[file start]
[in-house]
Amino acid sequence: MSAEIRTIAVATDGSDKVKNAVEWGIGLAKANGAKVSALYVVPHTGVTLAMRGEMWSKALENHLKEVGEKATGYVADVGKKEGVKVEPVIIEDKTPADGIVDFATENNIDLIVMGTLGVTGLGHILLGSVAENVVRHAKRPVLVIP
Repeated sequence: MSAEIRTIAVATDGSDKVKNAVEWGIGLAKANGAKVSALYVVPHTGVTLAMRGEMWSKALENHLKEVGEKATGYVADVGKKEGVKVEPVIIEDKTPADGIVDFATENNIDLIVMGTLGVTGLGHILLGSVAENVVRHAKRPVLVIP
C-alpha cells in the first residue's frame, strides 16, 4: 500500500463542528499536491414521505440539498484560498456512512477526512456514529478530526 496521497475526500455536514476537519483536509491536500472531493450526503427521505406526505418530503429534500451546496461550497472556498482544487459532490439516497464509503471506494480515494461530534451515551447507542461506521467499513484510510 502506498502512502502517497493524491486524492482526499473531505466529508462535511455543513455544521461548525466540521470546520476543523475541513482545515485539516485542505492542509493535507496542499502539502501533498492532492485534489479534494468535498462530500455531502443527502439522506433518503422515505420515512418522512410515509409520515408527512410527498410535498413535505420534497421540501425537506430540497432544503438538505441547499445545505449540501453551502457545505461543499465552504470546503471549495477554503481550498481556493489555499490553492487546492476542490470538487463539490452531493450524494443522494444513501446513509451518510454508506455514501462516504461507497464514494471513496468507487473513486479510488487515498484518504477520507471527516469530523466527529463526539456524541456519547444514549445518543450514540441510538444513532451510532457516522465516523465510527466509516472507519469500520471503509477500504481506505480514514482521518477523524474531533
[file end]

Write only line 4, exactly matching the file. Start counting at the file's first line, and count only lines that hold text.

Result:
C-alpha cells in the first residue's frame, strides 16, 4: 500500500463542528499536491414521505440539498484560498456512512477526512456514529478530526 496521497475526500455536514476537519483536509491536500472531493450526503427521505406526505418530503429534500451546496461550497472556498482544487459532490439516497464509503471506494480515494461530534451515551447507542461506521467499513484510510 502506498502512502502517497493524491486524492482526499473531505466529508462535511455543513455544521461548525466540521470546520476543523475541513482545515485539516485542505492542509493535507496542499502539502501533498492532492485534489479534494468535498462530500455531502443527502439522506433518503422515505420515512418522512410515509409520515408527512410527498410535498413535505420534497421540501425537506430540497432544503438538505441547499445545505449540501453551502457545505461543499465552504470546503471549495477554503481550498481556493489555499490553492487546492476542490470538487463539490452531493450524494443522494444513501446513509451518510454508506455514501462516504461507497464514494471513496468507487473513486479510488487515498484518504477520507471527516469530523466527529463526539456524541456519547444514549445518543450514540441510538444513532451510532457516522465516523465510527466509516472507519469500520471503509477500504481506505480514514482521518477523524474531533